[SciPy-User] 3D array problem in Python
Sun Dec 30 11:03:09 CST 2012
Oops, we should probably reply to the list again;
On 12/30/2012 05:16 PM, Happyman wrote:
> Thanks for your answer... I also tried to do so unfortunately I could
> not manage that because of no very good experience in Python...
> The way you propose is really good indeed but how can i do it???
> Two huge problems I always encounter in Python are:
> 1) Array with scalars...always!!!!!
> 2) for loop I can understand Python is script language but how to
> deal with it???
The idea behind NumPy is exactly that it performs element-wise
operations on arrays of N dimensions. Loops should be reserved only to
the cases where an operation on an element depends on the state of other
To perform an element-wise operation on two arrays, they need to be of
the same dimensions (and the same orientation - that is, a size (3, 6,
3) is not compatible with a size (3, 3, 6) until you've transposed it)
But suppose you have two arrays:
import numpy as np
A = np.array([1., 2., 3., 4., 5., 6., 7., 8., 9., 19., 11., 12.]).reshape((3, 4))
B = np.random.random(A.shape)
C = A + B
D = A**B
But if you change the orientation of one, it goes wrong: C*A.transpose()
will not work.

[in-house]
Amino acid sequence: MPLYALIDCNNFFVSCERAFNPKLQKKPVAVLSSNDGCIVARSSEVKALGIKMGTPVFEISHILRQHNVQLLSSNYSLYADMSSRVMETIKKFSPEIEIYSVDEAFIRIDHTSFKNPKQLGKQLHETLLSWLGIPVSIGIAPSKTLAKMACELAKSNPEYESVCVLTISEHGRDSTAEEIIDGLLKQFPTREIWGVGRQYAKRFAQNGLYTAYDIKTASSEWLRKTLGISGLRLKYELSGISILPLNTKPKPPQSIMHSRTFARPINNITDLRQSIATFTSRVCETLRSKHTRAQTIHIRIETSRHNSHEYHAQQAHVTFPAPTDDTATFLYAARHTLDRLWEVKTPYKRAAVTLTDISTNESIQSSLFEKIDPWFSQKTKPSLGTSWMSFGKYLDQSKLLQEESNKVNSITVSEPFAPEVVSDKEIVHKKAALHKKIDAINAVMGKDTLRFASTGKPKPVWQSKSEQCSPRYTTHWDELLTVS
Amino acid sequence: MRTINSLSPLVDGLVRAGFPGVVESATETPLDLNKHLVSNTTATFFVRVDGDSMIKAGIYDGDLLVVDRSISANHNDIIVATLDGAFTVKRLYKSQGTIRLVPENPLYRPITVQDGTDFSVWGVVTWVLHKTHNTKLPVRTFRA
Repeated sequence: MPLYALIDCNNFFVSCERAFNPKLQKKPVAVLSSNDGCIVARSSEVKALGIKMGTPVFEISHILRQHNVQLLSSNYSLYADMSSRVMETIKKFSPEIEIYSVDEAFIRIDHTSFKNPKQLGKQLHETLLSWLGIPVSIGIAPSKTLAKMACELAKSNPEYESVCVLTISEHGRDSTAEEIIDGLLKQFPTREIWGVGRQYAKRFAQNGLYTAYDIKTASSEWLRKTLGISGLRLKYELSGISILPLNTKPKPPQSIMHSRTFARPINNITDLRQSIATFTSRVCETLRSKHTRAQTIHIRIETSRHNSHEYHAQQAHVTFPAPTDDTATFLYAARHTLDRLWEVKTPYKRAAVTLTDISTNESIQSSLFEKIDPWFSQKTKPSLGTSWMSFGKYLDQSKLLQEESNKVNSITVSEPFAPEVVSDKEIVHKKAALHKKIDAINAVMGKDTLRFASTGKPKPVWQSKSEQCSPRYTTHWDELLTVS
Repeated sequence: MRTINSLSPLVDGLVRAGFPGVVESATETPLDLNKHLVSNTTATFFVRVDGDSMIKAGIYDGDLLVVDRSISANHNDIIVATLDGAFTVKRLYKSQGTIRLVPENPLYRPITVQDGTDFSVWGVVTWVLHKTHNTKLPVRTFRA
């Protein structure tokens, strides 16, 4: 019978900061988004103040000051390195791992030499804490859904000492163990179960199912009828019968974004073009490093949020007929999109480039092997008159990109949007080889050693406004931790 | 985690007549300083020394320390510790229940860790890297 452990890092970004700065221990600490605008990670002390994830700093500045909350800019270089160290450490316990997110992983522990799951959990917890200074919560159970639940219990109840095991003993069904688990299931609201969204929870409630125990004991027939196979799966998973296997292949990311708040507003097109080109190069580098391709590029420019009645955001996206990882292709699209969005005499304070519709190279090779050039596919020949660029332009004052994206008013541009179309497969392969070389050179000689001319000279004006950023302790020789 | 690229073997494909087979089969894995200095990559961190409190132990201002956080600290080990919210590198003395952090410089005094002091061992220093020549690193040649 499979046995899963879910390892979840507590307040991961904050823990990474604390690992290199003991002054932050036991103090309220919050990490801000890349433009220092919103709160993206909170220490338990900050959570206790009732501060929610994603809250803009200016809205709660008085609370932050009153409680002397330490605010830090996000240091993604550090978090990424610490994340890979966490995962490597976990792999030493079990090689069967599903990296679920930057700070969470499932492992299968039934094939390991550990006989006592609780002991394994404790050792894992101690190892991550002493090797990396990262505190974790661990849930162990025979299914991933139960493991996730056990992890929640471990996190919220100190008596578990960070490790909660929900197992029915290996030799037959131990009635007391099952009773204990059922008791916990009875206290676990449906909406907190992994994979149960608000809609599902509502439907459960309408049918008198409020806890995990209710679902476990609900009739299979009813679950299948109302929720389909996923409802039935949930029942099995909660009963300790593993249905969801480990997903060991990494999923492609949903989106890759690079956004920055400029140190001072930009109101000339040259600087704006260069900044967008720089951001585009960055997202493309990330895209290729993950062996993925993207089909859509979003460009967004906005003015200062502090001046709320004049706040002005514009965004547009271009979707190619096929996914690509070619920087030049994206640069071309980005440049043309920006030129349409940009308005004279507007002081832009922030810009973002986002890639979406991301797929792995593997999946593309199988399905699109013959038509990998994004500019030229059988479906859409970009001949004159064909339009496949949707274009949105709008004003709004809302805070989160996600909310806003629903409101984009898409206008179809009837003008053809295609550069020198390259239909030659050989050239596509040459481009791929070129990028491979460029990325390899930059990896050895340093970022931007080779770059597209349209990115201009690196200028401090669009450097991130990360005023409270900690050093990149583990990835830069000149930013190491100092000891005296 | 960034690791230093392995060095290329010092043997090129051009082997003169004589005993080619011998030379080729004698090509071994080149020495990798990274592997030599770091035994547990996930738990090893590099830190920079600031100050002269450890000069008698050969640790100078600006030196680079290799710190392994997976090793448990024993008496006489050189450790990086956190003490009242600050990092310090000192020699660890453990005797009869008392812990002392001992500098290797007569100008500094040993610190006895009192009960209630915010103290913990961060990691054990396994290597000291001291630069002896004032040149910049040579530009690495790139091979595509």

And you can perform operations on only elements in an array that meet
some logical condition, for example:
E = np.zeros_like(A) # Just to create the array
E[B<0.5] = A[B<0.5]
E[B>0.5] = C[B>0.5]
B[B>5] += 1.
Note, again, tyhat there is *no* looping going on here.
> Especially, when I create some function in which arguments can take
> one value are messed up with negotiation wit outer coming variables
> into my function!!
> for example,
> arg1, arg2 are arrays!
> def f( arg1, arg2 ):
> some process, loops everthing
> return val
I am not sure I understand the last question; what exactly is it that
> Воскресенье, 30 декабря 2012, 16:47 +01:00 от Thøger Rivera-Thorsen
> Use np.where() or logical indexing (same thing, really) to mask
> your array, then perform the operations. Let's say your array is
> called A:
> A[float(A) == 0.0] = 0.0
> A[float(A) != 0.0] = [...etc.]
> This, of course, only works if the operation for an entry doesn't
> depend on other entries in the array; but it should give you a
> great speed gain.
> On 12/30/2012 04:32 AM, Happyman wrote:
>> I have 3 dimensional array which I want to calculate in a huge
>> process. Everything is working well if I use ordinary way which
>> is unsuitable in Python like the following:
>> for k in range(0,nums):
>> for i in range(0,rows):
>> for j in range(0,cols):
>> if float ( R[ k ] [ i ] [ j ] ) == 0.0:
>> val11 [ i ] =0.0
>> val11[ i ] [ j ], val22[ i ][ j ] =
>> integrate.quad( lambda x : F1(x)*F2(x) , 0 , pi)
>> But, this calculation takes so long time, let's say about 1 hour
>> (theoretically)... Is there any better way to easily and fast
>> calculate the process such as [ F( i ) for i in xlist ] or
>> something like that rather than using for loop?
>> SciPy-User mailing list
>> SciPy-User@scipy.org <sentmsg?mailto=mailto%3aSciPy%2dUser@scipy.org>
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